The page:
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Washington Mudslide Stirs Powerful Memories For La Conchita Residents

By Alys Martinez, KEYT - KCOY - KKFX Producer/Reporter, amartinez@keyt.com
Published On: Mar 27 2014 06:33:31 PM CDT
Updated On: Mar 27 2014 11:08:53 PM CDT

Residents say it's difficult to watch coverage of the recovery effort

LA CONCHITA, Calif. -

People who remain in La Conchita after the deadly mudslide in 2005 are reliving painful memories as a similar tragedy unfolds in Washington State.

La Conchita is a seaside community between Santa Barbara and Ventura. The small town has endured two mudslides. In 1995, several homes were buried by mud and debris. In 2005, the hillside came crashing down again killing ten people.

Residents who lived through the tragedy in La Conchita say they are following the news out of Washington closely.  They say its difficult to watch because the images hit so close to home.  Mike Bell is the Chairman of the La Conchita Community Organization. He says the mudslide in 2005 happened so fast, there was no time to flee.  "In 15 seconds it had fallen and come into town, settled and stopped. The people that were trapped by it didn't have a chance," said Bell.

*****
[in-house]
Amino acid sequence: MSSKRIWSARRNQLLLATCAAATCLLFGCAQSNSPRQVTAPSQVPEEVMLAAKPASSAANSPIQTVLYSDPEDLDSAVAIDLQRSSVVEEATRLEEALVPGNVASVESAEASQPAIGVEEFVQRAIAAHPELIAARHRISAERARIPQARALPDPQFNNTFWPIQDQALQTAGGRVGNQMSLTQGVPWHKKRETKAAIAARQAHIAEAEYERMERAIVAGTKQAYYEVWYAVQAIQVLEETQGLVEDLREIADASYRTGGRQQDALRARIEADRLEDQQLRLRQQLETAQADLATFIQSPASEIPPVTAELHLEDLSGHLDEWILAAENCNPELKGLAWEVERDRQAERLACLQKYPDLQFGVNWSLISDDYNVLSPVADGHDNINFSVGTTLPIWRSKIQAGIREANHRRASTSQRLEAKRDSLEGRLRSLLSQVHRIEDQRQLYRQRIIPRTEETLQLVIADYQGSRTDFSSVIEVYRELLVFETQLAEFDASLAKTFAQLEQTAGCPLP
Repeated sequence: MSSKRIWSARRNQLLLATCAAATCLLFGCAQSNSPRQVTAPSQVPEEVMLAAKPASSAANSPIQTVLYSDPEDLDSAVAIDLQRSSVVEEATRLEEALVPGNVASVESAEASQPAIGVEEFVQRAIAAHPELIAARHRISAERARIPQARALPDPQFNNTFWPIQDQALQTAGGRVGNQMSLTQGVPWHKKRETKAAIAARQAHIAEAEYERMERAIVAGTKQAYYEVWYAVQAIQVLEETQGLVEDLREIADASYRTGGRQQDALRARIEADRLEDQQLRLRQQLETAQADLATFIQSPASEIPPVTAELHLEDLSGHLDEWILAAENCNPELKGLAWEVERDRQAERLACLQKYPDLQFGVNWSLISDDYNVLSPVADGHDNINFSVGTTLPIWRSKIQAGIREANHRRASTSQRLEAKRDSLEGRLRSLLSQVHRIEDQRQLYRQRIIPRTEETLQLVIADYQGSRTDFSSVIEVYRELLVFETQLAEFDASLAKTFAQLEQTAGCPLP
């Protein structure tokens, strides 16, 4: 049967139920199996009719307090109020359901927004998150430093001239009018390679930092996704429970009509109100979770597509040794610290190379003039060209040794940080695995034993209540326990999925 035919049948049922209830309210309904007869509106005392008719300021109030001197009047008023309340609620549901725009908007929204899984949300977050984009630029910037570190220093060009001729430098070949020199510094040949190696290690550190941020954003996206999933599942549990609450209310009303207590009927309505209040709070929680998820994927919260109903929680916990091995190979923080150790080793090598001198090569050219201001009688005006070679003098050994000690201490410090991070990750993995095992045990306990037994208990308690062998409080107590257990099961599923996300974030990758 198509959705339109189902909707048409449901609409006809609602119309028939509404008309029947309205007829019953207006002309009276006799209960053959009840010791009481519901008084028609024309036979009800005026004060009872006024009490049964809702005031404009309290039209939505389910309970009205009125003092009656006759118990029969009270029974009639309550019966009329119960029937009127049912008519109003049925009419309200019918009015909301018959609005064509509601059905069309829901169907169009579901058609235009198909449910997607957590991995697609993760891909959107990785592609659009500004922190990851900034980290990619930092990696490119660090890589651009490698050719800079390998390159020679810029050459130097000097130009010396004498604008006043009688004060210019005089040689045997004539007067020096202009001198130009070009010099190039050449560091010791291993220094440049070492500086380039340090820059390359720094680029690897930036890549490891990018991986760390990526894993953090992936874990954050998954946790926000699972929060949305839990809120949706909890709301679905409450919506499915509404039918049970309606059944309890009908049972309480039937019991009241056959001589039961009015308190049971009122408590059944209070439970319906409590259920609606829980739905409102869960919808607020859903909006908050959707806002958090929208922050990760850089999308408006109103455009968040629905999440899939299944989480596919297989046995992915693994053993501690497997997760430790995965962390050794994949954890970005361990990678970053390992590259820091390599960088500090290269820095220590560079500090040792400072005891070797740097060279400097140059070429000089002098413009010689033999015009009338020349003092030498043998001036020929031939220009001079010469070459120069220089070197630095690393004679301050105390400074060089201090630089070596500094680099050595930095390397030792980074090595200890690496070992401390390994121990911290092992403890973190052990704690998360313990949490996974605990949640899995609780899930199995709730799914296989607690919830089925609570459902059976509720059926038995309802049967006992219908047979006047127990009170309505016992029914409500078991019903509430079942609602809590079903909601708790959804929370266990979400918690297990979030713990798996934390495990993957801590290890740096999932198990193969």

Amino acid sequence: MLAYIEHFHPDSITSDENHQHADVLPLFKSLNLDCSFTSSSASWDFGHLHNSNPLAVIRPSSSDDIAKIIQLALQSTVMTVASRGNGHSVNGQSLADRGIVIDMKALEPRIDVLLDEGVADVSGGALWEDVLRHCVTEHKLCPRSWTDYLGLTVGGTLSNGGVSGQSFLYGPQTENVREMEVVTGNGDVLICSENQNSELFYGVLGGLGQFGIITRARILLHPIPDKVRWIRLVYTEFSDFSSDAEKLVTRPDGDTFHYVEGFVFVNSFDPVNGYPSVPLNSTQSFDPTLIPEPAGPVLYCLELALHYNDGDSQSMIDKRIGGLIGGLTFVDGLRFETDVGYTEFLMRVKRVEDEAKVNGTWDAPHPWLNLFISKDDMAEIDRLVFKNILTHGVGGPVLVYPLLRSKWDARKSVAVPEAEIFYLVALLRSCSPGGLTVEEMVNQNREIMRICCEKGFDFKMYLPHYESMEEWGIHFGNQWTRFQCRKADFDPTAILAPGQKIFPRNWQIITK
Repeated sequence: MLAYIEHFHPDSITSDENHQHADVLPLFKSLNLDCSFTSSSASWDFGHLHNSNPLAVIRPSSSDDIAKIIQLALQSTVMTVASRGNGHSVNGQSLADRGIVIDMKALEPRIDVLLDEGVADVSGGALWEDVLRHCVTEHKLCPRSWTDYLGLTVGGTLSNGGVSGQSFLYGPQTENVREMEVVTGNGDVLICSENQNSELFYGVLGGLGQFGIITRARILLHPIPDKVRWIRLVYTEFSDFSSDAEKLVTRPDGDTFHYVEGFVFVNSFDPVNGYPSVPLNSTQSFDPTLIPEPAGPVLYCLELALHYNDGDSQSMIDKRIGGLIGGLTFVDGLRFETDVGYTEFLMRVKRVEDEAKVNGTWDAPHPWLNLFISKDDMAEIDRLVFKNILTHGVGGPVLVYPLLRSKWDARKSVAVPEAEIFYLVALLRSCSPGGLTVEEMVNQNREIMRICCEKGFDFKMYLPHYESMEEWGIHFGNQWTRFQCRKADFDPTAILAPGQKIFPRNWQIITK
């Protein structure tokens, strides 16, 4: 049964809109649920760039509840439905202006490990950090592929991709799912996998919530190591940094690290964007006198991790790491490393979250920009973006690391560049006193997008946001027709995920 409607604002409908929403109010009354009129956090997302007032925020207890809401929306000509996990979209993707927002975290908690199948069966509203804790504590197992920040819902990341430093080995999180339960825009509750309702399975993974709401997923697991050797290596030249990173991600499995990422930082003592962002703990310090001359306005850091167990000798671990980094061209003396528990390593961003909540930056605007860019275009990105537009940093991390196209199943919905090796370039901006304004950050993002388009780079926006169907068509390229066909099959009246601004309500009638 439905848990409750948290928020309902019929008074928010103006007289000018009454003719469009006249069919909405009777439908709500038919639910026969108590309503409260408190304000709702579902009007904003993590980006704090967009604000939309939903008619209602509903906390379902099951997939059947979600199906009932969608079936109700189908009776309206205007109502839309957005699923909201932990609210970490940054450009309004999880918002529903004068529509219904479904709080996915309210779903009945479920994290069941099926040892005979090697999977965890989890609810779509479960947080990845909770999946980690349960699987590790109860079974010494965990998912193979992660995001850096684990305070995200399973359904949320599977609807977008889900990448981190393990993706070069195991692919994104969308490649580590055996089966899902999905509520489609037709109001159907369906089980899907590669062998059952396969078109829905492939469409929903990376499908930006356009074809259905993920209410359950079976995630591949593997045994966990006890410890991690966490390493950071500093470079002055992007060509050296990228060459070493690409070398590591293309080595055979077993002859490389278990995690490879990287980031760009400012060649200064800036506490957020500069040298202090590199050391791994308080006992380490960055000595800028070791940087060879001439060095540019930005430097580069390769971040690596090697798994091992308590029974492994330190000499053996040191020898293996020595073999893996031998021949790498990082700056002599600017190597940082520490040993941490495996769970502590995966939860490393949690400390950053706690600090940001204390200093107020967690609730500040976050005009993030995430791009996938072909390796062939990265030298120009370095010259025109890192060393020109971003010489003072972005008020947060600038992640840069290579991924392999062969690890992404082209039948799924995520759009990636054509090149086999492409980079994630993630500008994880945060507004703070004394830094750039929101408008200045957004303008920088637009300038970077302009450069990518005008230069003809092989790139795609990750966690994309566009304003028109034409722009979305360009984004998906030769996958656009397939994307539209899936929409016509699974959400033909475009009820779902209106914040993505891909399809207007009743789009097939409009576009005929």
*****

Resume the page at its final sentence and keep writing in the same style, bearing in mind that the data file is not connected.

The search for the missing in the mudslide in Washington is bringing up those painful memories of not knowing what happened to family and friends.  Bell said, "The people in town here know that when you have friends and relatives missing, its just horrible. You can't even explain what they're going through, what we all went through."

Nine years after the hill collapsed, people in La Conchita are still rebuilding.  A study by the state of California and FEMA estimated the cost to shore up the hillside at around 56 million dollars. Residents say they have a contractor looking at the study and evaluating the area right now. They believe the hillside can be stabilized for around 17 million dollars.

In 2005, the community secured funds after the disaster and purchased a storage container with lamps, radios, tents and other necessities in case of an emergency. There is also an emergency plan in place. Bell said, "Everybody responds to a certain location. We have name tags so when the emergency people come into town, we can go here's who lives where, and here is their phone number."

Despite the constant reminders of the past, residents say La Conchita is their home and their very own paradise.  Bell said, "There's an old saying,  you never really leave La Conchita."

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